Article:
With an Introduction by Anne Thackeray Ritchie
en there before in some other phase of existence.
It is certainly a tradition in the family to welcome travellers! I thought of the various memoirs I had read, of the travellers arriving from the North and the South and the West; of Scott and Lockhart, of Pictet, of the Ticknors, of the many visitants who had come up in turn; whether it is the year 14, or the year 94, the hospitable doors open kindly to admit them. There were the French windows reaching to the ground, through which Maria used to pass on her way to gather her roses; there was the porch where Walter Scott had stood; there grew the quaint old-fashioned bushes with the great pink peonies in flower, by those railings which still divide the park from the meadows beyond; there spread the branches of the century-old trees. Only last winter they told us the storms came and swept away a grove of Beeches that were known in all the country round, but how much of shade, of flower, still remain! The noble Hawthorn of stately growth, the pine-trees (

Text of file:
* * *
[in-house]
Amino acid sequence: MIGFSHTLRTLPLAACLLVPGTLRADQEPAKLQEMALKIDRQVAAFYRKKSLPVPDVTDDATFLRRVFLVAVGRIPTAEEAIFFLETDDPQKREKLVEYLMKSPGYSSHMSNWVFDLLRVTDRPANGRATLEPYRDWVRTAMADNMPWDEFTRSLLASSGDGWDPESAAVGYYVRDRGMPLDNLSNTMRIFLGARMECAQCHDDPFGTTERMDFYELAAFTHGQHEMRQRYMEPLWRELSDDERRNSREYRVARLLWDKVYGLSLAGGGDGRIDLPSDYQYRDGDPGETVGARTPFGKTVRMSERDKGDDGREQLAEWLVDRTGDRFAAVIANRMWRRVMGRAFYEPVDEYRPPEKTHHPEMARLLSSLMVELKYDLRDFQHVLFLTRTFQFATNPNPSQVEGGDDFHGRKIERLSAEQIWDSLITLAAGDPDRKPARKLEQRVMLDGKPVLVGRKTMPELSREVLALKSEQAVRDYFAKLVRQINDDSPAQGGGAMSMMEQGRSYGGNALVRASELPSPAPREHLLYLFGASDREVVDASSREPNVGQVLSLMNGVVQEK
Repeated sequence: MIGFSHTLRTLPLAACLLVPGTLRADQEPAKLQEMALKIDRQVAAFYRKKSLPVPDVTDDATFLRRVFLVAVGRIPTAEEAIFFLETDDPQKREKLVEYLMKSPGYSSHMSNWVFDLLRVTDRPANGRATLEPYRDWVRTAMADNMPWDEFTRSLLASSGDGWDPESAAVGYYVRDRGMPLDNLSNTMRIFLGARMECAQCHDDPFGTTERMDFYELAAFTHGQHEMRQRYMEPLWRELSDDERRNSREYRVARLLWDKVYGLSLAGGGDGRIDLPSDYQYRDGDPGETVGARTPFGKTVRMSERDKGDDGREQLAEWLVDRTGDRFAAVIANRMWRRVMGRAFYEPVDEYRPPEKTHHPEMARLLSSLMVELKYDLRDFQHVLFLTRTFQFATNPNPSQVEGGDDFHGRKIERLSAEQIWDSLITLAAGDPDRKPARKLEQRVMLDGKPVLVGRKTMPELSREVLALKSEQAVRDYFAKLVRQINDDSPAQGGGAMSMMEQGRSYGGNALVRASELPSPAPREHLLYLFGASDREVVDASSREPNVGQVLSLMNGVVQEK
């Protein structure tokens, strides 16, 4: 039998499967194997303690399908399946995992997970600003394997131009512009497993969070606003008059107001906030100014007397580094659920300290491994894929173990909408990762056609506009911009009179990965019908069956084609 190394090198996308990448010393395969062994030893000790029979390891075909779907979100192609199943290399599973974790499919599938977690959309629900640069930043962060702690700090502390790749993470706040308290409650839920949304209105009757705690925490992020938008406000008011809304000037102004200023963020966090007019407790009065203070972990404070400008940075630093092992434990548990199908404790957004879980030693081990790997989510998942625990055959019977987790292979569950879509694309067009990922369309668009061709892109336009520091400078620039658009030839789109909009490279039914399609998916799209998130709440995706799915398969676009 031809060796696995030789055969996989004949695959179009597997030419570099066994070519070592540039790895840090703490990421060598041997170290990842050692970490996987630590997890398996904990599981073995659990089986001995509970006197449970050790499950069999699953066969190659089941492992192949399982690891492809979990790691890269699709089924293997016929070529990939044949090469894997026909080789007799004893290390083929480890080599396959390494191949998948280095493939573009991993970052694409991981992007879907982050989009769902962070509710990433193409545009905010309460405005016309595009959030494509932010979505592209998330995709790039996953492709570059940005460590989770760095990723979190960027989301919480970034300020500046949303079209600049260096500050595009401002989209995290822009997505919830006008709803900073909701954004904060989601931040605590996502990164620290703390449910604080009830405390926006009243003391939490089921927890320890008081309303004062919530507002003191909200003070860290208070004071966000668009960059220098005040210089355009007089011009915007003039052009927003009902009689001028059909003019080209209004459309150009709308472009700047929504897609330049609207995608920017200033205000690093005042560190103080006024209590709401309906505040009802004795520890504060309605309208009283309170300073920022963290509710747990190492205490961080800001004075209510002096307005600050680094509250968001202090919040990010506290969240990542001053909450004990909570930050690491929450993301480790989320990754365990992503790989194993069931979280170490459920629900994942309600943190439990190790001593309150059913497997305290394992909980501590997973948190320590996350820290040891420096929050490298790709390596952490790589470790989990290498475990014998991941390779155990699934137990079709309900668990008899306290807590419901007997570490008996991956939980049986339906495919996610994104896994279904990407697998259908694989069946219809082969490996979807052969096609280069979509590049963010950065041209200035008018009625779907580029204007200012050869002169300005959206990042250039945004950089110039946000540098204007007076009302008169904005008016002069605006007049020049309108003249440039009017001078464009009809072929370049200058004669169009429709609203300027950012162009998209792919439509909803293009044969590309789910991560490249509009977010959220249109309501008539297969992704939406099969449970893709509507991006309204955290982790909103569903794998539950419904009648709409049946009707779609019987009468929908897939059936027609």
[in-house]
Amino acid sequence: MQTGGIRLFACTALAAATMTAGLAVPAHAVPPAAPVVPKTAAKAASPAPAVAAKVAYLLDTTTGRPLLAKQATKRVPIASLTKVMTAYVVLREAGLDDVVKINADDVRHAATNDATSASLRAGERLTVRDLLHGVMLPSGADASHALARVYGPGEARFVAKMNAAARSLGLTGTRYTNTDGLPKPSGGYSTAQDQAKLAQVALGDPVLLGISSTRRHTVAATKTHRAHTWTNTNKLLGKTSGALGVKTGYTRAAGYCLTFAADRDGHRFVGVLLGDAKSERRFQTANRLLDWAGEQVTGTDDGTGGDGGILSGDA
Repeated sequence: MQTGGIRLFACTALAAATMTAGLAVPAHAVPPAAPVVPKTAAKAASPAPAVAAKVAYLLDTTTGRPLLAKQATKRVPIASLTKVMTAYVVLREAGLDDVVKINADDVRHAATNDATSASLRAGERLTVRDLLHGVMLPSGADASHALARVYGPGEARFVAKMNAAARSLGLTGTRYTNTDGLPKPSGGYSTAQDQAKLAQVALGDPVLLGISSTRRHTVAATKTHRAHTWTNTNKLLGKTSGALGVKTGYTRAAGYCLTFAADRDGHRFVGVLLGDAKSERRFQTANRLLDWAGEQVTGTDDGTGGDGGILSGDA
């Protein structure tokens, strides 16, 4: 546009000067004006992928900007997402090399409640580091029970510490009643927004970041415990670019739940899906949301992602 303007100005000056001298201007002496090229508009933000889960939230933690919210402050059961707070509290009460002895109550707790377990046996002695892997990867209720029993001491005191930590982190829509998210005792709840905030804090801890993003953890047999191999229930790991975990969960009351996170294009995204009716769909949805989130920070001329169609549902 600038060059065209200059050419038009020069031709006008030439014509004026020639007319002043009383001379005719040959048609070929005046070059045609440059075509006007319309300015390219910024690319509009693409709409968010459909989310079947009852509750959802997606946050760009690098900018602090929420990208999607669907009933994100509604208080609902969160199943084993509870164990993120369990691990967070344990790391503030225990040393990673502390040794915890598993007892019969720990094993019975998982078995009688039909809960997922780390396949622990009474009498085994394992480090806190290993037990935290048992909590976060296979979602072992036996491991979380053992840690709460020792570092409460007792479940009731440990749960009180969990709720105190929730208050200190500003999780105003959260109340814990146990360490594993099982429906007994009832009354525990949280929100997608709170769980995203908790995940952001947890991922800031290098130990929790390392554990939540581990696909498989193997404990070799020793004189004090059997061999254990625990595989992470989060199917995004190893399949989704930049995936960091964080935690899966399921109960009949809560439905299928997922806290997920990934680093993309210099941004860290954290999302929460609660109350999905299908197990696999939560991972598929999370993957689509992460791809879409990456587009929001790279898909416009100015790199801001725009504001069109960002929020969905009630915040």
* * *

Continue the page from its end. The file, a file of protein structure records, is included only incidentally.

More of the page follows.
Witty early novel.
A rambling, amusing story of Irish nobility and village life. The book is said to have inspired Sir Walter Scott.